Are you often waking up with a sore back or feeling stiff in the morning? It might be all about how you’re sleeping. Finding the right position to sleep in can be a game-changer for your back’s health. Let’s dive into the world of sleep and figure out the best way to sleep and keep a healthy back

Why Your Sleeping Position Matters

When you sleep, your body gets a chance to rest and repair. But if you’re in a bad position, it can put strain on your back, neck, and spine. Over time, this can lead to pain and discomfort. So, picking a good sleeping position is like choosing a comfy pair of shoes – it can make a big difference in how you feel.

3 Best Sleeping Position for Your Back Pain

1. Sleeping on Your Back:

  • The Gold Standard: Lying on your back evenly distributes your weight across the widest part of your body. This helps reduce strain on your spine and neck.
  • How to Do It Right: Place a pillow under your knees to maintain the natural curve of your lower back. Use a supportive pillow for your head, but make sure it doesn’t prop your head up too much.

2. Sleeping on Your Side:

  • Great for Many: Sleeping on your side, especially in a fetal position, can be great for your back, especially if you have a herniated disc.
  • Making It Comfy: Put a pillow between your knees. This helps keep your hips, pelvis, and spine in better alignment.

3. The Combo Position:

  • Best of Both Worlds: Some people find comfort in starting on their back and then switching to their side. This can help if staying in one position all night is uncomfortable.

Positions to Avoid or Modify

1. Stomach Sleeping:

Stomach Sleeping

  • Use with Caution: Sleeping on your stomach can put a lot of strain on your back and neck.
  • If You Must: If you can’t sleep any other way, try placing a thin pillow under your pelvis to lessen the strain on your back.

2. The Half-Turn:

2. The Half Turn

  • Semi-Side, Semi-Stomach: This position can sometimes put unnecessary pressure on the back.
  • Make it Better: Use a body pillow or a regular pillow to support your top leg and maintain spinal alignment.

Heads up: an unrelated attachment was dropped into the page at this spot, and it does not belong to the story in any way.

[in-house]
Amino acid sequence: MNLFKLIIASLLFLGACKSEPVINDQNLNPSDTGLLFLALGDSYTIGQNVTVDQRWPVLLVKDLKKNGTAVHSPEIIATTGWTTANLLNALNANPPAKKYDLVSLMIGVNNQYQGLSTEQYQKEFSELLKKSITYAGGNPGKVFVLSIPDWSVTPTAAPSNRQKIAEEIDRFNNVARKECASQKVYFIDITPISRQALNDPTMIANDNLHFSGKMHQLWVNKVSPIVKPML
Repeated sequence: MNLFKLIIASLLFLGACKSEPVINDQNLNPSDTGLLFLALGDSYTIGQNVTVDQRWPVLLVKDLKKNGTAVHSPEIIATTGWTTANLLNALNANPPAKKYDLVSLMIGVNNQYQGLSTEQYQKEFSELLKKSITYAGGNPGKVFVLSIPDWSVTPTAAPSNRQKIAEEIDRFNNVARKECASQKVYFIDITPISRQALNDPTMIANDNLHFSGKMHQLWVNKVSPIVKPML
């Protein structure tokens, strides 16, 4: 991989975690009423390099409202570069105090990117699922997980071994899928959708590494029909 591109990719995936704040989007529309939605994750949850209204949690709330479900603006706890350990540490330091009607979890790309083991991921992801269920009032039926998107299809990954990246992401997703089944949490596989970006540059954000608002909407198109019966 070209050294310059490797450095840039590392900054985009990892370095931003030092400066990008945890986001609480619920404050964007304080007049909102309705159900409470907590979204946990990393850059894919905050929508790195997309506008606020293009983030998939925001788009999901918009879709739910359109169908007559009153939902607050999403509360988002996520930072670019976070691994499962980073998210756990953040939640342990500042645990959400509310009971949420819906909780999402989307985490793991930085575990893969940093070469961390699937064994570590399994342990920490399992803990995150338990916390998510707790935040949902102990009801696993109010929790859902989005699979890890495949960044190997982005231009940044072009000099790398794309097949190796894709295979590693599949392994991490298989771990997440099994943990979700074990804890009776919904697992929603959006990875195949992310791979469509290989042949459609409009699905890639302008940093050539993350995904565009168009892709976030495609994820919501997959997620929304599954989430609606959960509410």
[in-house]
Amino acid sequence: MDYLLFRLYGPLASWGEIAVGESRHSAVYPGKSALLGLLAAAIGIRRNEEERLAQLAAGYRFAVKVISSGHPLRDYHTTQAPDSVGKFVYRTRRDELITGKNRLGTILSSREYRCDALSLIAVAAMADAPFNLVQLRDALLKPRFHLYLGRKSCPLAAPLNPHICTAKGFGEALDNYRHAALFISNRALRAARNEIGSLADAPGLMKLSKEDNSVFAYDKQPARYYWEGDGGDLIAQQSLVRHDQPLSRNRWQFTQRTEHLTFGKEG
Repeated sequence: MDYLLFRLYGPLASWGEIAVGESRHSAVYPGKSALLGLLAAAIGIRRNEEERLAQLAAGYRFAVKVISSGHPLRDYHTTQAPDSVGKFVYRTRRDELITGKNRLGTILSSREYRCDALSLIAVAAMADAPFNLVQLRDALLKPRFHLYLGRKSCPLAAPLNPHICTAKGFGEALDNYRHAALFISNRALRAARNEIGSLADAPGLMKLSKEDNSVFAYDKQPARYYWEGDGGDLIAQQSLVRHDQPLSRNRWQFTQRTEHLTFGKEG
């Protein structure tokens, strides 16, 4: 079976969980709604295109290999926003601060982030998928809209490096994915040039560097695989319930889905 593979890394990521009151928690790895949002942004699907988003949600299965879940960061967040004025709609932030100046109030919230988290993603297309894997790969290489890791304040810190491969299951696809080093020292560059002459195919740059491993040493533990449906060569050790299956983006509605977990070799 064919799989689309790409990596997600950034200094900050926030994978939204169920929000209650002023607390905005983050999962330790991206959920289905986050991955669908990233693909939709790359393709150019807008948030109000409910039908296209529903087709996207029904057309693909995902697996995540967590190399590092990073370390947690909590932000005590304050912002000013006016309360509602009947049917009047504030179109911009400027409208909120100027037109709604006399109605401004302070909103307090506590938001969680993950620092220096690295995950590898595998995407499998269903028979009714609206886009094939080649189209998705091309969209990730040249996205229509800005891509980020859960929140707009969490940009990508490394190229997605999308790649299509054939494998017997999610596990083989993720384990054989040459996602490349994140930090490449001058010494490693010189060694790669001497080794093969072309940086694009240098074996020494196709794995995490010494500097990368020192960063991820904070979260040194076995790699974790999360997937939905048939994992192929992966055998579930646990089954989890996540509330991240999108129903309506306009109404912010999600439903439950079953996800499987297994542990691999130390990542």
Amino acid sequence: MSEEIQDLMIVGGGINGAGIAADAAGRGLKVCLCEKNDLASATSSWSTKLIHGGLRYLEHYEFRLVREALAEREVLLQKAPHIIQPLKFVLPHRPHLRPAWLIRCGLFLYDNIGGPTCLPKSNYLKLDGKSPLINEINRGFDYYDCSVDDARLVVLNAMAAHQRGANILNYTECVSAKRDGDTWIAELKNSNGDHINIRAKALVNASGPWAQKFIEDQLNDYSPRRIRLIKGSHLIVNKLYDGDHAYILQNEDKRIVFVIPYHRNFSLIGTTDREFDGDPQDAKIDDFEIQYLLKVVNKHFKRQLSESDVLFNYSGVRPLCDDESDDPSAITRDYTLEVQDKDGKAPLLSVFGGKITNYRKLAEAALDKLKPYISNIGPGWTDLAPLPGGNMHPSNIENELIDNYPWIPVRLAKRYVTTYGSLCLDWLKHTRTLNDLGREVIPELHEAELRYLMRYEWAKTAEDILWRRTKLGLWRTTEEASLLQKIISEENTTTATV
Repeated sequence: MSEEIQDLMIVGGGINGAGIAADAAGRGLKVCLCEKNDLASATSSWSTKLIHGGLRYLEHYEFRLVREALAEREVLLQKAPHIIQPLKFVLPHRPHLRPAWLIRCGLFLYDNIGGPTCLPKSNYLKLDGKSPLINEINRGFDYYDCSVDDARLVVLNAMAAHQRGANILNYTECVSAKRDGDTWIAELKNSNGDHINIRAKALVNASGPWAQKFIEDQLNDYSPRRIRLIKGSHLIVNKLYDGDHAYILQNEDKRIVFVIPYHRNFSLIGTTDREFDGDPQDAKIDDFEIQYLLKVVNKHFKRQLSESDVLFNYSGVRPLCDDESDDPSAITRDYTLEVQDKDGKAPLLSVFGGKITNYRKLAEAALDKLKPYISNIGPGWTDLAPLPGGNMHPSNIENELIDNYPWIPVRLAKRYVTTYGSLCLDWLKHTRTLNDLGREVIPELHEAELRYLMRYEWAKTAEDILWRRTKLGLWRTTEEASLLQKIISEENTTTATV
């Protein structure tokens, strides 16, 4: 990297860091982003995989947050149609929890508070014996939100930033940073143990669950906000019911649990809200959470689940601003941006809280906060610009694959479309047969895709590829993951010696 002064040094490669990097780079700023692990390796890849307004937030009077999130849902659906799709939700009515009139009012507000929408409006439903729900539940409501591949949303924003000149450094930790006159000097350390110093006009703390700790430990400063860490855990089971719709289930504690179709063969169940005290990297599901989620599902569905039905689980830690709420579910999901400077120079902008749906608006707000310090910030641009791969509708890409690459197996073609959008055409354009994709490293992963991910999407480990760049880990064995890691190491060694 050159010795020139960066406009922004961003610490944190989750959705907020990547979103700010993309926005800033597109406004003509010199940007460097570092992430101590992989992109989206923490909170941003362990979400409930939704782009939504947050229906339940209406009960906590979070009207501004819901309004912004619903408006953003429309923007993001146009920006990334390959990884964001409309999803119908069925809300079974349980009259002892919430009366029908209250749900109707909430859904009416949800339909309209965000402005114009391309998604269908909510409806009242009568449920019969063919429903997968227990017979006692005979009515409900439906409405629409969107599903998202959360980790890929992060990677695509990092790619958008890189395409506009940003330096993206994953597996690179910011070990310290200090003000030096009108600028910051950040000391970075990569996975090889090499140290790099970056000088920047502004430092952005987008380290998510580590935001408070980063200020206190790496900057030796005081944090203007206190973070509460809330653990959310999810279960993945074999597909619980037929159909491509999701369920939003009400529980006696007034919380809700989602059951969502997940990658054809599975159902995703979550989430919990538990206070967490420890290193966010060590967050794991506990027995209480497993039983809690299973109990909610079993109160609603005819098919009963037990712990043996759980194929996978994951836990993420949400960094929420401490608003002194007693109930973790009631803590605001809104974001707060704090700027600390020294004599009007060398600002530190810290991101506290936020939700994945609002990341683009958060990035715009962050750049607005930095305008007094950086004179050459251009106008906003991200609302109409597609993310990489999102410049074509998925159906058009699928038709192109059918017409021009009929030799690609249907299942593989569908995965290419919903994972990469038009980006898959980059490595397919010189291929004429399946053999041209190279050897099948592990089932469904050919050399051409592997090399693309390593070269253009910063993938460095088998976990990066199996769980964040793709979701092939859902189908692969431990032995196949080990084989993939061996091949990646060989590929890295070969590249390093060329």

Tips for Better Sleep

  • Choose the Right Mattress: Your mattress should support the natural curves of your body and be comfortable.
  • Pillows Matter: Use a pillow that keeps your head in line with your spine. Memory foam pillows can be a good choice.
  • Stay Active During the Day: Regular physical activity can help you sleep better and reduce back pain.
  • Relax Before Bed: Try reading or deep breathing to relax before sleeping.
  • Keep a Sleep Schedule: Going to bed and waking up at the same time each day can improve your sleep quality.

Worst Sleeping Position for Your Back Pain

Just as there are good sleeping positions for your back, there are also some that can spell trouble, especially if you already struggle with back pain. Knowing which positions to avoid or modify is key to waking up feeling better, not worse. Let’s look at the sleeping positions that are generally not back-friendly.

1. The Full Stomach Position:

  • Why It’s Not Great: Lying flat on your stomach can put a lot of pressure on your back and neck. It forces your neck to turn to one side, which can strain the muscles and spinal alignment.
  • Possible Impact: This position can exacerbate lower back pain and cause discomfort in the neck and shoulders.

2. The Arched Back:

  • What It Is: Sometimes, when sleeping on your back without proper support, your lower back can arch too much.
  • Why It’s Problematic: Excessive arching can strain the lower back, especially if your mattress doesn’t provide adequate support.

3. Twisted Position:

  • Sleeping Tangled: Sleeping with your torso turned in one direction and your legs in another (like when you turn to the side but your legs are still straight) can put your spine in a twist.
  • The Downside: This can lead to muscle strain and discomfort in both the lower back and neck.

4. Legs Raised Too High:

  • Overdoing the Bend: Sleeping on your back with your legs raised too high (like on a big pile of pillows) can also put unnecessary strain on your back.
  • Possible Issues: This can disrupt the natural alignment of your spine and hips, leading to lower back pain.

How to Avoid These Positions

  • Awareness: Being aware of your sleeping position and how your body feels can help. If you wake up in a bad position, try to reposition yourself.
  • Pillow Support: Strategically placed pillows can prevent you from rolling into these positions.
  • Choose the Right Mattress: A mattress that is too soft or too hard can contribute to poor sleeping positions.


Finding the right sleeping position can take some trial and error, but it’s worth the effort for the sake of your back. Whether you’re a back sleeper, side sleeper, or somewhere in between, making small adjustments can lead to big improvements in how you feel each morning.